(PC) Guillen v. Schleicher, et al., No. 1:2023cv01679 - Document 9 (E.D. Cal. 2024)

Court Description: ORDER ADOPTING 8 Findings and Recommendations, Dismissing the Action Without Prejudice, and DENYING the Application to Proceed In Forma Pauperis as MOOT signed by District Judge Jennifer L. Thurston on 5/13/2024. CASE CLOSED. (Xiong, J.)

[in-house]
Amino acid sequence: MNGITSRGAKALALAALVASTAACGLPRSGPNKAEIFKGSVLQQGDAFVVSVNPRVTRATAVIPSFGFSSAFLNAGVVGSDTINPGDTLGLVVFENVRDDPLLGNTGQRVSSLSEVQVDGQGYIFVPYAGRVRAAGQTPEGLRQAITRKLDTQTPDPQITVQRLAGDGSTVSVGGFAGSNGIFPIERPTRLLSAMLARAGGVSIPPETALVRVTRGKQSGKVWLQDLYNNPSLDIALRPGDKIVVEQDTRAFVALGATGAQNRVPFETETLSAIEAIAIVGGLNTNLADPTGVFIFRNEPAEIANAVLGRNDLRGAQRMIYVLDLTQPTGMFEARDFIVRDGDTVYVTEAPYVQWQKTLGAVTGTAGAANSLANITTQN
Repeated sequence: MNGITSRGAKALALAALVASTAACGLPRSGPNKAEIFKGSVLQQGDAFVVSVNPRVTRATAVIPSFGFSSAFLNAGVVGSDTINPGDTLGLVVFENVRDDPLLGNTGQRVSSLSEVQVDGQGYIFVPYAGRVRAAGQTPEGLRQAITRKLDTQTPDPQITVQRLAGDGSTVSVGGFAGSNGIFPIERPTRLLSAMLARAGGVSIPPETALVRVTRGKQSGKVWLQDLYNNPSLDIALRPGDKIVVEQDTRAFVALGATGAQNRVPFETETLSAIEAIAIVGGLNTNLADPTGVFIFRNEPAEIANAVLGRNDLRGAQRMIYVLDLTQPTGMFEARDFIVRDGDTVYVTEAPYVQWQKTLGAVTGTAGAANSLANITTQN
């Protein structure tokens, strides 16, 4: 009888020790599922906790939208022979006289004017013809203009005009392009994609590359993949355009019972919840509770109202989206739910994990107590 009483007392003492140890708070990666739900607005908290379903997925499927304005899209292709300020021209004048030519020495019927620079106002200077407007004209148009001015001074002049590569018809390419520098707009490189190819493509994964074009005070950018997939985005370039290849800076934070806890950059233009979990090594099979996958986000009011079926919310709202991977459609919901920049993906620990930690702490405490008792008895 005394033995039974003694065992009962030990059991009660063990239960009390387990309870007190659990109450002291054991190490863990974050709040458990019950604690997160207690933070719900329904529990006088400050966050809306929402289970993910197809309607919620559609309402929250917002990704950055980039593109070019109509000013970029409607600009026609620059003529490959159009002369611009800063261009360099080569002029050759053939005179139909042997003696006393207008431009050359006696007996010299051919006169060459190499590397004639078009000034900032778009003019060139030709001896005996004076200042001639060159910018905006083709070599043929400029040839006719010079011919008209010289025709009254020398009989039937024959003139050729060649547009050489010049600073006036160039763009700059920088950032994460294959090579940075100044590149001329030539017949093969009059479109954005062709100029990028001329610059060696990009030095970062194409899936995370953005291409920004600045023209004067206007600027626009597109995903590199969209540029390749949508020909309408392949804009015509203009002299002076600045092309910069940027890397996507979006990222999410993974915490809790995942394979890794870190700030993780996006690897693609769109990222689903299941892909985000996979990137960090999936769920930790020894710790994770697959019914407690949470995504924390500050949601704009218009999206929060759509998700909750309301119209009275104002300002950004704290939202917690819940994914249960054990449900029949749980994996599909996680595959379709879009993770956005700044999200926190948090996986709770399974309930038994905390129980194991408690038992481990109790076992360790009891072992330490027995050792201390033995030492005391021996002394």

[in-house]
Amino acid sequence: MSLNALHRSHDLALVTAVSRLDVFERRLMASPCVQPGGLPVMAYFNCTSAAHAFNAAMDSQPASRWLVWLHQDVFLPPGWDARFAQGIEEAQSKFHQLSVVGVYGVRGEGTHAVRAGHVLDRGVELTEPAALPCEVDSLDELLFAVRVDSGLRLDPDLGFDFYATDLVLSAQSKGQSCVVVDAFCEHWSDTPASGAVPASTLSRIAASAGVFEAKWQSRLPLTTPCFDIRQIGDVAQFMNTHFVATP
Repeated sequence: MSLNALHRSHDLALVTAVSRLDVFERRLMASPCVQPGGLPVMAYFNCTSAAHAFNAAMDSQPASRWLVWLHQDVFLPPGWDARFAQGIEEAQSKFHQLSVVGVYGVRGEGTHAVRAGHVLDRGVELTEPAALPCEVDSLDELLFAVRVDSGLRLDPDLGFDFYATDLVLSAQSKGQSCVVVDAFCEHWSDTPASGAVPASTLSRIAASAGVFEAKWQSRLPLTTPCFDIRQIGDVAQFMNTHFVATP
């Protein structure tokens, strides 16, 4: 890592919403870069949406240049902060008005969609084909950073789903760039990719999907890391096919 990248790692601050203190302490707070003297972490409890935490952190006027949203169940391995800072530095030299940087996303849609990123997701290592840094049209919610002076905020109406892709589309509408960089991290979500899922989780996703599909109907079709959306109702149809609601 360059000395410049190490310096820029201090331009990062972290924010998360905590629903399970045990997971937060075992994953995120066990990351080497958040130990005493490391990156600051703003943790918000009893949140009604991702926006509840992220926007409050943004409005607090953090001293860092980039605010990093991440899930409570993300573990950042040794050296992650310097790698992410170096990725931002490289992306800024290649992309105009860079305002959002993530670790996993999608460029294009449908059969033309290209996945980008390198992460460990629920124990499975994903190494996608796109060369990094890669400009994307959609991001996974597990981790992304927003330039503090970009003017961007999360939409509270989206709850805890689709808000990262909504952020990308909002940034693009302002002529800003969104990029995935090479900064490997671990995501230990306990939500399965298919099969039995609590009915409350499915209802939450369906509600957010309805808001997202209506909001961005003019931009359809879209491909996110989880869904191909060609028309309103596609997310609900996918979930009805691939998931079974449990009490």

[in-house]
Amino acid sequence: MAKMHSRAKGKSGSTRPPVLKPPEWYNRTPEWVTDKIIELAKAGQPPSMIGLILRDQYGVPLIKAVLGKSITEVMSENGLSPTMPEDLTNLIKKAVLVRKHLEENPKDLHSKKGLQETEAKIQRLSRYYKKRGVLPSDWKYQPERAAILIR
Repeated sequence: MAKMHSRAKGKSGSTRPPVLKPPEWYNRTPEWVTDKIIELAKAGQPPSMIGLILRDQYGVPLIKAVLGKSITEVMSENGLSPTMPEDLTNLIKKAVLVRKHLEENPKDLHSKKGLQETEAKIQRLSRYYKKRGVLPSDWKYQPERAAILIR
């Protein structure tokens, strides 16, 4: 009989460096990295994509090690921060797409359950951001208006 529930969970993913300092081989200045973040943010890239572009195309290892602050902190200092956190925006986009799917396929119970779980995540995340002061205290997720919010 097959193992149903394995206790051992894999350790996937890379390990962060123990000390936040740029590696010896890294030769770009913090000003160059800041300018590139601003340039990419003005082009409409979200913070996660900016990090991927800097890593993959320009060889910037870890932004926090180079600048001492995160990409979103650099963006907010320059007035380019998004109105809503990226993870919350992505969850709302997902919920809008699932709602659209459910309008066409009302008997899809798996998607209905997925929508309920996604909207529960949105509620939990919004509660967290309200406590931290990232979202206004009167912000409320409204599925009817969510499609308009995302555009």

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1 2 3 4 5 6 7 8 UNITED STATES DISTRICT COURT 9 EASTERN DISTRICT OF CALIFORNIA 10 11 GABRIEL MATTHEW GUILLEN, 12 13 Plaintiff, v. 14 TYLER SCHLEICHER, et al., 15 Defendants. No. 1:23-cv-01679 JLT GSA (PC) ORDER ADOPTING FINDINGS AND RECOMMENDATIONS, DISMISSING THE ACTION WITHOUT PREJUDICE, AND DENYING THE APPLICATION TO PROCEED IN FORMA PAUPERIS AS MOOT (Docs. 2, 8) 16 17 Plaintiff was a county jail inmate when he initiated this action, asserting violations of his 18 civil rights by officers with the “Special Enforcement Unit” of the Bakersfield Police Department. 19 (Doc. 1.) At the time Plaintiff filed his complaint, he also filed a motion to proceed in forma 20 pauperis. (Doc. 2.) However, the magistrate judge found the motion was deficient because it 21 was incomplete and was unsigned. (Doc. 4 at 1.) Therefore, the magistrate judge directed 22 Plaintiff to file a motion that cured the identified deficiencies or to pay the filing fee. (Id. at 2.) 23 After Plaintiff failed to respond, the magistrate judge issued an order directing Plaintiff to show 24 cause why the action should not be dismissed for failure to obey the order. (Doc. 6.) The U.S. 25 Postal Service returned the order, marked “Undeliverable, RTS, Not Deliverable as Addressed, 26 Unable to Forward, Not in Custody” on February 12, 2024. 27 28 Following the return of the Court’s mail, the magistrate judge found Plaintiff failed to prosecute the claim and failed to obey the Court’s order to cure the deficiencies of his motion to 1 1 proceed in forma pauperis. (Doc. 8 at 1.) The magistrate judge observed the Court’s has an 2 interest in managing its docket, and “[b]oth the Court and the public have an interest in the 3 disposal of cases in an expedient manner.” (Id. at 2, citations omitted.) The magistrate judge also 4 found that “Plaintiff’s failure to file a notice with the Court informing it of his current address, 5 coupled with the fact that he has not responded to the past two orders the Court has issued, has 6 substantially delayed the Court’s ability to resolve this case.” (Id. at 3.) Consequently, the 7 magistrate judge recommended the motion to proceed in forma pauperis be denied and the action 8 “be dismissed without prejudice for failure to prosecute and failure to obey a court order.” (Id.) 9 The Court served the Findings and Recommendations on Plaintiff at the only known address, and 10 11 the U.S. Postal Service returned the document as “Undeliverable” on May 6, 2024. According to 28 U.S.C. § 636(b)(1)(C), this Court performed a de novo review of this 12 case. Having carefully reviewed the matter, the Court concludes the findings that Plaintiff failed 13 to comply with the Court’s order to cure the deficient application to proceed in forma pauperis 14 and Plaintiff’s to prosecute are supported by the record and proper analysis. However, the 15 magistrate judge declined to weigh the factors identified by the Ninth Circuit in prior to the 16 imposition of terminating sanctions. (See Doc. 8 at 3, n. 1 (citing Ferdik v. Bonzelet, 963 F.2d 17 1258, 1260-61 (9th Cir. 1992).) 18 Importantly, the Ninth Circuit has repeatedly indicated the Court should consider several 19 factors prior to the imposition of terminating sanctions, including: “(1) the public’s interest in 20 expeditious resolution of litigation; (2) the court’s need to manage its docket; (3) the risk of 21 prejudice to the defendants; (4) the public policy favoring disposition of cases on their merits[;] 22 and (5) the availability of less drastic sanctions.” Henderson v. Duncan, 779 F.2d 1421, 1423 23 (9th Cir. 1986). As the magistrate judge acknowledged, the Ninth Circuit expressed a preference 24 for such analysis. See Ferdik, 963 F.2d at 1260-61 (“Although it is preferred, it is not required 25 that the district court make explicit findings in order to show that it has considered these 26 factors…”); Pagtalunan v. Galaza, 291 F.3d 639, 641 (9th Cir. 2002) (observing that “explicitly 27 addressing the relevant factors when contemplating dismissal” is “the preferred practice”); but see 28 Applied Underwriters, Inc. v. Lichtenegger, 913 F.3d 884, 890 (9th Cir. 2019) (indicating “the 2 1 five factors… must be considered before dismissing a case” for failure to comply) (emphasis 2 added). Given the Ninth Circuit’s clear preference and instructions, the Court makes additional 3 findings related to the propriety of terminating sanctions in this action. 4 In this matter, the public’s interest in expeditiously resolving the litigation and the Court’s 5 interest in managing its docket weigh in favor of dismissal. See Yourish v. Cal. Amplifier, 191 6 F.3d 983, 990 (9th Cir. 1999) (“The public’s interest in expeditious resolution of litigation always 7 favors dismissal”); Ferdik, 963 F.2d at 1261 (recognizing that district courts have inherent 8 interest in managing their dockets without being subject to noncompliant litigants). This Court 9 cannot, and will not hold, this case in abeyance based upon Plaintiff’s failure to prosecute in a 10 timely manner and communicate with the Court. See Morris v. Morgan Stanley & Co., 942 F.2d 11 648, 652 (9th Cir. 1991) (a plaintiff has the burden “to move toward… disposition at a reasonable 12 pace, and to refrain from dilatory and evasive tactics”). Thus, the first two factors weigh in favor 13 of terminating sanctions. Adriana In’t Corp. v. Lewis & Co., 913 F.2d 1406, 1412 (9th Cir. 1990 14 (“Where a court order is violated, the first two factors support sanctions”). 15 To determine whether the defendant suffer prejudice, the Court must “examine whether 16 the plaintiff’s actions impair the … ability to go to trial or threaten to interfere with the rightful 17 decision of the case.” Malone v. U.S. Postal Service, 833 F.2d 128, 131 (9th Cir. 1987) (citing 18 Rubin v. Belo Broadcasting Corp., 769 F.2d 611, 618 (9th Cir. 1985)). Significantly, a 19 presumption of prejudice arises when a plaintiff unreasonably delays the prosecution of an action. 20 See Anderson v. Air West, 542 F.2d 522, 524 (9th Cir. 1976). Plaintiff did not take any action to 21 prosecute this action after filing the complaint, causing unreasonable delays to the Court. Thus, 22 this factor weighs in favor of terminating sanctions. 23 The Ninth Circuit also indicated it is an abuse of discretion to dismiss “without first 24 considering the impact of the sanction and the adequacy of less drastic sanctions.” United States 25 v. Nat’l Medical Enterprises, Inc., 792 F.2d 906, 912 (9th Cir. 1986). However, a court’s 26 warning to a party that the failure to obey could result in dismissal satisfies the “consideration of 27 alternatives” requirement. See Malone, 833 F.2d at 133; Ferdik, 963 F.2d at 1262. As the Ninth 28 Circuit explained, “a plaintiff can hardly be surprised” by a sanction of dismissal as the result of a 3 1 “willful violation” of a court order. Malone, 833 F.2d at 133. In the order directing Plaintiff to 2 file a complete motion to proceed in forma pauperis or pay the filing fee, the Court informed 3 Plaintiff that failure to comply would result in a recommendation that the action be dismissed. 4 (Doc. 4 at 2.) Importantly, the Court need only warn a party once that the matter could be 5 dismissed to satisfy the requirements considering alternative sanctions. Ferdik, 963 F.2d at 1262. 6 Moreover, no lesser sanction is feasible due to the Court’s inability to communicate with 7 Plaintiff. See, e.g., Gaston v. Marean, 2020 WL 4059200, at *3 (E.D. Cal. July 20, 2020) (“given 8 the Court’s apparent inability to communicate with Plaintiff, there are no other reasonable 9 alternatives available to address Plaintiff’s failure to prosecute this action and his failure to 10 11 apprise the Court of his current address”). Finally, the policy favoring disposition of cases on their merits is outweighed by the other 12 factors that favor dismissal. See Malone, 833 F.2d at 133, n.2 (explaining that although “the 13 public policy favoring disposition of cases on their merits… weighs against dismissal, it is not 14 sufficient to outweigh the other four factors”). Based upon the foregoing, the Court ORDERS: 15 1. The Findings and Recommendations issued April 25, 2024 (Doc. 8), are ADOPTED. 16 2. This action is DISMISSED without prejudice for failure to prosecute and for failure to 17 obey a court order. 18 3. Plaintiff’s application to proceed in forma pauperis (Doc. 2) is denied as MOOT. 19 4. The Clerk of Court is directed to close this case. 20 21 22 IT IS SO ORDERED. Dated: May 13, 2024 23 24 25 26 27 28 4